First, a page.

classmethod() getattr()    map()         repr()       xrange() 
cmp()         globals()    max()         reversed()   zip() 
compile()     hasattr()    memoryview()  round()      __import__() 
complex()     hash()       min()         set()        apply() 
delattr()     help()       next()        setattr()    buffer() 
dict()        hex()        object()      slice()      coerce() 
dir()         id()         oct()         sorted()     intern() 
 
 
lets look at some of them below. 
 
### 
###  isinstance(<data>, <type>) 
### 
 
the thing with implicit type system is you lose track of the type of variables. hence the isinstance() 
 
print isinstance(123,int)        #  True 
print isinstance(123,str)        #  False 
print isinstance(123.456,float)  #  True 
 
 
## 
##  del(a_variable_namee) 
## 
 
foo = 1234 
del foo       # better than foo = None, because del removes the variable name from (local or global) namespace 
 
 
### 
###  eval(str) 
### 
 
>> "1+1" 
"1+1" 
>> eval("1+1") 

 
 
as above, eval() is very useful. in practice, jason often returns things all in str form. so often we have to do dict1 = eval(data). 
e.g. 
 
dict1 = {'ken':123,'foo':456,'bar':789} 
data = str(dict1) 
dict2 = eval(data) 
 
===> obviously, be caseful about using eval() in prod env because it is prone to code injection hack. 
 
 
### 
###  round(number,decimalPlace) 
### 
 
foo = 12.777 
print(round(foo,2))    #  12.78 
 
# alternatively 
print("%.2f" % foo)           # bar = "%.2f" % foo 
print("{:.2f}".format(foo)) 
 
 
### 
###  sqrt(x) 
### 
 
x ** 0.5 
x ** (1.0/2.0)    #  if you write x**1.0/2.0, you only get x/2.0 
 
# or equivalently 
 
import math 
math.sqrt(x) 
 
### 
###  sleep(number_of_seconds) 
### 
 
import time 
time.sleep(5)    # sleep 5 seconds 
 
 
### 
###   lambda arg1,arg2,arg3,,,argN : expression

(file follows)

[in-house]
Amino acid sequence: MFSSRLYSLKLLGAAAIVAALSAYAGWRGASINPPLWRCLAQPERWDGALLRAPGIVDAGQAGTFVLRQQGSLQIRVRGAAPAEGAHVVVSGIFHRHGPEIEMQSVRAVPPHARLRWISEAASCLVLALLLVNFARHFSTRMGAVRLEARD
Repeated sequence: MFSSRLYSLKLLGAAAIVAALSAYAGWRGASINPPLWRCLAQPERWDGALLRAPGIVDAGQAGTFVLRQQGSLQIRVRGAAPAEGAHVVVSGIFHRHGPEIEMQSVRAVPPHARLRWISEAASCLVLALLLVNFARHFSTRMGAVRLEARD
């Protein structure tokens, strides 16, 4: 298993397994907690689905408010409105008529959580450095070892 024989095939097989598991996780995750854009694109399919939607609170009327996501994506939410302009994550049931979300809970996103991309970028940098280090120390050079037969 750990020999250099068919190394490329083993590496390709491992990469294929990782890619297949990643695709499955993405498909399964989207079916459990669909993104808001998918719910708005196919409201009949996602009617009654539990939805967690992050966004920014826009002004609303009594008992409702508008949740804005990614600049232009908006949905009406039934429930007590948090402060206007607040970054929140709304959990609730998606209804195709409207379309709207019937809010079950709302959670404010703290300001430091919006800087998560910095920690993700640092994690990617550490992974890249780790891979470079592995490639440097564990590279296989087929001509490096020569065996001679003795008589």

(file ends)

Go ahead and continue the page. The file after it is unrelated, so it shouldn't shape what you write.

### 
 
lambda func == anonymous func 
 
def multiply(x): 
   return x*x 
 
foo = multiply(7) 
print(foo)               # 49 
 
foo = lambda x: x*x 
print(foo(7))            # 49 
 
 
# a morerealistic use case is inside another function 
 
def addN(n): 
   return lambda a: a+n 
 
add3 = addN(3)         # now you can create a derivative off of addN() 
add999 = addN(999) 
 
print add3(123)        # 126 
print add999(1)        # 1000 
 
 
# another powerful use case is inside map/reduce/filter functional paradigm, as we will see below. 
 
 
### 
###   map(func_to_apply, a_list_of_input) 
### 
 
alist = [12, -34, 56, -78] 
blist = map(abs, alist)           # [12, 34, 56, 78] 
 
# traditional procedural/imperative code looks like this. 
 
blist = [] 
for i in alist: 
   blist.append(abs(i)) 
 
# or slightly neat way is to use list comprehension 
 
blist = [ abs(x) for x in alist ] 
 
 
# suppose you want to add two lists pair-wise 
 
>>> [1,2,3] + [4,5,6] 
[1, 2, 3, 4, 5, 6]        # not what you wanted to do 
 
>>> np.array([1,2,3]) + np.array([4,5,6])       # many people just use numpy, which is ok 
array([5, 7, 9]) 
 
>>> map(lambda a,b: a+b, [1,2,3,4], [5,6,7,8])      # functional way 
[6, 8, 10, 12] 
 
 
# here comes a powerful feature of map(), input can be function also. 
 
def multiply(x): 
   return x*x 
def add(x): 
   return x+x 
 
fList = [add,multiply] 
 
for i in range(5): 
   print map(lambda a: a(i), fList]    # prints below 
[0, 0] 
[2, 1] 
[4, 4] 
[6, 9] 
[8, 16] 
 
 
### 
###   reduce(a_func, a_list_of_input) 
### 
 
apply the func in each elem of the list in a rolling fashion. 
 
 
# suppose you want to compute the sum of all elements in a list 
 
>>> sum(range(10))      # how do you imeplement this ? 
45                      # sure you have a built-in func sum() but how about product() ? 
 
>>> reduce(lambda a,b: a+b, range(10)) 
45 
 
>>> reduce(lambda a,b: a*b, range(1,6))    # product([1,2,3,4,5])  =   1*2*3*4*5 = 120 
120 
 
>>> reduce(lambda a,b: a if a>=b else b, [34,11,56,17])       # max(x) 
56 
 
>>> reduce(lambda a,b: a if a<=b else b, [34,11,56,17])       # min(x) 
11 
 
 
### 
###   filter(func_that_evaluates_to_True_or_False, a_list_of_input) 
### 
 
>>> filter(lambda a: a%2 == 0, range(10)) 
[0, 2, 4, 6, 8] 
 
 
 
 
######################## 
####     numpy     ##### 
######################## 
 
import numpy as np 
 
L = range(5)        # [0, 1, 2, 3, 4] 
a = 3 
np.std(L) 
np.mean(L) 
np.median(L) 
np.multiply(L, 3)   # [0, 3, 6, 9, 12]        # similarly you can do np.{add,subtract,divide} 
np.multiply(L, L)   # [0, 1, 4, 9, 16]        # note, when you divide, make sure you force cast float. e.g. np.divide(L, a * 1.0) 
np.sqrt([1,4,9])    # [1,2,3] 
 
 
## 
##  numpy.random     # https://docs.scipy.org/doc/numpy/reference/routines.random.html 
## 
 
np.random.randint(0,100)      # returns an integer [0,99] 
 

  1. 2015-02-05 23:54:27 |
  2. Category : python